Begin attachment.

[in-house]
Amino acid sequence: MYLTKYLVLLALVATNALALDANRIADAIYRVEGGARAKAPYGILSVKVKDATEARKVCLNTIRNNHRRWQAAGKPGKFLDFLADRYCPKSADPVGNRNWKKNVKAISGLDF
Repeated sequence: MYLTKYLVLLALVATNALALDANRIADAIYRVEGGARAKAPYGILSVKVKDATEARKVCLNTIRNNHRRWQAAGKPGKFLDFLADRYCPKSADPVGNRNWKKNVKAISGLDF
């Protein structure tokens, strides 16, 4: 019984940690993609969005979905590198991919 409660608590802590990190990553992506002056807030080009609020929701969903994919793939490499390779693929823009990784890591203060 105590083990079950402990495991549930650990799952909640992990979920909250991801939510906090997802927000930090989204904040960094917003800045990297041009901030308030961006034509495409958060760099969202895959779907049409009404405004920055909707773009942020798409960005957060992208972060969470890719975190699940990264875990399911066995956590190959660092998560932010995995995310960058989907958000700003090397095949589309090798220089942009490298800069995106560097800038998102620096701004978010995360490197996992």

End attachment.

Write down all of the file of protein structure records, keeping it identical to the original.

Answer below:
[in-house]
Amino acid sequence: MYLTKYLVLLALVATNALALDANRIADAIYRVEGGARAKAPYGILSVKVKDATEARKVCLNTIRNNHRRWQAAGKPGKFLDFLADRYCPKSADPVGNRNWKKNVKAISGLDF
Repeated sequence: MYLTKYLVLLALVATNALALDANRIADAIYRVEGGARAKAPYGILSVKVKDATEARKVCLNTIRNNHRRWQAAGKPGKFLDFLADRYCPKSADPVGNRNWKKNVKAISGLDF
């Protein structure tokens, strides 16, 4: 019984940690993609969005979905590198991919 409660608590802590990190990553992506002056807030080009609020929701969903994919793939490499390779693929823009990784890591203060 105590083990079950402990495991549930650990799952909640992990979920909250991801939510906090997802927000930090989204904040960094917003800045990297041009901030308030961006034509495409958060760099969202895959779907049409009404405004920055909707773009942020798409960005957060992208972060969470890719975190699940990264875990399911066995956590190959660092998560932010995995995310960058989907958000700003090397095949589309090798220089942009490298800069995106560097800038998102620096701004978010995360490197996992």